Although the aforementioned policies are used to handle forward and drop bundles when congestion occurs, some other policies are also proposed to regulate congestion in the network [51]. For example, in [52], Coe and Rachavendra propose a tokenbased congestion control regulates the amount of traffic in the network based on network capacity. Network capacity is measured by the amount of data to be delivered within a given time period. The proposed scheme in [53] responds to congestion by limiting the number of bundles’ replicas based on the current level of congestion in the network. The congestion level is an estimation of traffic amount at nodes that is collected during node encounters. Similarly, in [54], nodes broadcast their buffer occupancy to their neighbours. Then, this information is used to decide which nodes to forward. In [55], nodes use a migration algorithm to transfer bundle to nodes at which less congestion occurs.
Discussion
Table 1 shows a comparison of prior works and also to QMEBRP. In summary, we make the following contributions with respect to the problem outlined in Section 1. First, the aforementioned local and global policies [15–17, 19–23, 25–35] are designed for flooding protocols, e.g. [18, 42]. This means they are allowed to replicate a bundle without any limit. However, under quotabased protocols, if a replica is dropped, the bundle will have one fewer copy. This may reduce the probability of delivery. Although many schemes, e.g. [16, 17, 19–23, 27, 31–34], have considered the number of disseminated replicas to estimate the delivery probability, they do not take into consideration the remaining number of replicas that nodes are permitted to replicate. In contrast, our proposed policy, QMEBRP, works under quota protocols, meaning we take into account the number of existing replicas and the remaining replicas to be disseminated in the future.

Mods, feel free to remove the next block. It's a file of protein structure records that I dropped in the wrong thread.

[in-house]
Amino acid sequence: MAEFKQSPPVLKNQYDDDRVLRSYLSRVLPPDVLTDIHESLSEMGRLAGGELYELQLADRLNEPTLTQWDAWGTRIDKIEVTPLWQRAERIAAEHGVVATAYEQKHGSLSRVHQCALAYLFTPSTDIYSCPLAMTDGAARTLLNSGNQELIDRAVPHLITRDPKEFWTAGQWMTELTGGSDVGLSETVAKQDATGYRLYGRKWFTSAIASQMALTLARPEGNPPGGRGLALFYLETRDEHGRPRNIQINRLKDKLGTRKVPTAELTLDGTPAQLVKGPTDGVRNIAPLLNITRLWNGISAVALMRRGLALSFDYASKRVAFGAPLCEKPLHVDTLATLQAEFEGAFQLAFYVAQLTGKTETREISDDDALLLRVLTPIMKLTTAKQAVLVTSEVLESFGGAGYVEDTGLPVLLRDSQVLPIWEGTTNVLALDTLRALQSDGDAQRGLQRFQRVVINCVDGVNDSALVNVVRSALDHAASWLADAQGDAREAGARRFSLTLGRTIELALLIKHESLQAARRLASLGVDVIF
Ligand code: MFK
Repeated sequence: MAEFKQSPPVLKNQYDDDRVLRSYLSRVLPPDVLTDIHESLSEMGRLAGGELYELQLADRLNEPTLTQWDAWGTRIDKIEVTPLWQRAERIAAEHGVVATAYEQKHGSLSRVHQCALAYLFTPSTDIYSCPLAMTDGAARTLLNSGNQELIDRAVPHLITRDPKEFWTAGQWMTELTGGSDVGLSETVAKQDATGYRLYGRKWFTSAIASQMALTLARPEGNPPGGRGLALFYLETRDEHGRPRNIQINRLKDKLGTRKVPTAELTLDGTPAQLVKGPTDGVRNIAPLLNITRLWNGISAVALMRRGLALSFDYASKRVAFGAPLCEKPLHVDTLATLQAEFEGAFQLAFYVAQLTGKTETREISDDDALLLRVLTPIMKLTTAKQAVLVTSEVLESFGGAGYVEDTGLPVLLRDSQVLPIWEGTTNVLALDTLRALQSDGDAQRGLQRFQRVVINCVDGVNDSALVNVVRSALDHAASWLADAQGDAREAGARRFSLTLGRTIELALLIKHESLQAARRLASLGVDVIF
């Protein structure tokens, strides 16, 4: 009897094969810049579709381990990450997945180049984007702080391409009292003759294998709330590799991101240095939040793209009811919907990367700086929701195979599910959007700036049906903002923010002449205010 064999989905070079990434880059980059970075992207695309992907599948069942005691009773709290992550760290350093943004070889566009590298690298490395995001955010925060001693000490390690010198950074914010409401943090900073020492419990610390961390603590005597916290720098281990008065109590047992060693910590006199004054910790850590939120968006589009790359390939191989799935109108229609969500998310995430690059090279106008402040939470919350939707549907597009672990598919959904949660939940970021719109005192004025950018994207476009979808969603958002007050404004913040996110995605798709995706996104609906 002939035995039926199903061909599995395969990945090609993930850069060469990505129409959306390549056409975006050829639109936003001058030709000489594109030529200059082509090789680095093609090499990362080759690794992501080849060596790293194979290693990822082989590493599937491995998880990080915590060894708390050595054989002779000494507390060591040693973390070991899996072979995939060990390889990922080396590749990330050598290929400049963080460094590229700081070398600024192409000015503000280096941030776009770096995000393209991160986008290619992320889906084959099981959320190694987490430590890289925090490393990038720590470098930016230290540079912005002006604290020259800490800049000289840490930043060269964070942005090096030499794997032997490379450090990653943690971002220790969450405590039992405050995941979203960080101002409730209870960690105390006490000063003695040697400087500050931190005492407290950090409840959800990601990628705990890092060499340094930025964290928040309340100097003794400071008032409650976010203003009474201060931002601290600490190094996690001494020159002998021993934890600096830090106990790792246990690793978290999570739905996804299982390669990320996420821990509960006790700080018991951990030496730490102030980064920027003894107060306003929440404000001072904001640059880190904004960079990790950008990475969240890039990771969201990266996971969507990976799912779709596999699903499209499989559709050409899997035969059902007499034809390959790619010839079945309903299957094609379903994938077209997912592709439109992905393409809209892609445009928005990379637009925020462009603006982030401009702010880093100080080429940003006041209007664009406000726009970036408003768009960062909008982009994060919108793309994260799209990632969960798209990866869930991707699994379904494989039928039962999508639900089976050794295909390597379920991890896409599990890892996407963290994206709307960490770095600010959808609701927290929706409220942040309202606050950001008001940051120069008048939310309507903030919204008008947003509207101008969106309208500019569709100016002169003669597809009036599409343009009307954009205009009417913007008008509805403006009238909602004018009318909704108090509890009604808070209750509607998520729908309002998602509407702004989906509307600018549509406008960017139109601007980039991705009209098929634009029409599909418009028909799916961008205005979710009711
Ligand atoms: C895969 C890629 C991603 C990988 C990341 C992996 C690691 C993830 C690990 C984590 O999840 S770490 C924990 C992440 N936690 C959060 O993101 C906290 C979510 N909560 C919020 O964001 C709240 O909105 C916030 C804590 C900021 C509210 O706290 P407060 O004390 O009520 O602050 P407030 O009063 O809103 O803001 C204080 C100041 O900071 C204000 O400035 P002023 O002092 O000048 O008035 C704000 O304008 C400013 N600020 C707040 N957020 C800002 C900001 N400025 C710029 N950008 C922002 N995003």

Second, in a DTN using a flooding protocol, buffer management is exacerbated by the difficulty in obtaining global knowledge of bundles and other nodes. The key questions to be answered include (i) how many replicas are distributed in a DTN, (ii) how many replicas of a bundle will be disseminated in the future and (iii) which bundles have already been delivered to their destination. Prior works [16, 17, 19–23, 27, 31–34] consider a bundle with a larger number of disseminated replicas to have a higher chance to be delivered. However, due to large delays, collected information may become obsolete. References [19, 21] address this problem by approximating the required information via a Gaussian distribution. However, the resulting estimates are not accurate under different forwarding strategies. To address this issue, we utilize three bundle properties available locally at each node: number of available replicas, maximum number of forwarded replicas and time to live. As we show in Section 3, these properties enable us to derive functions which calculate expected delay and the probability that a bundle has been delivered or will be delivered in the future. Then, we calculate the gradient of the said functions with respect to the number of available replicas and time to live in order to consider the rate of change in delivery probability when the parameters change. In turn, these rates of change enable the system to know how quickly the system reaches to maximum delivery probability. Accordingly, nodes prioritize the dropping and forwarding of bundles during congestion and at each contact.
System description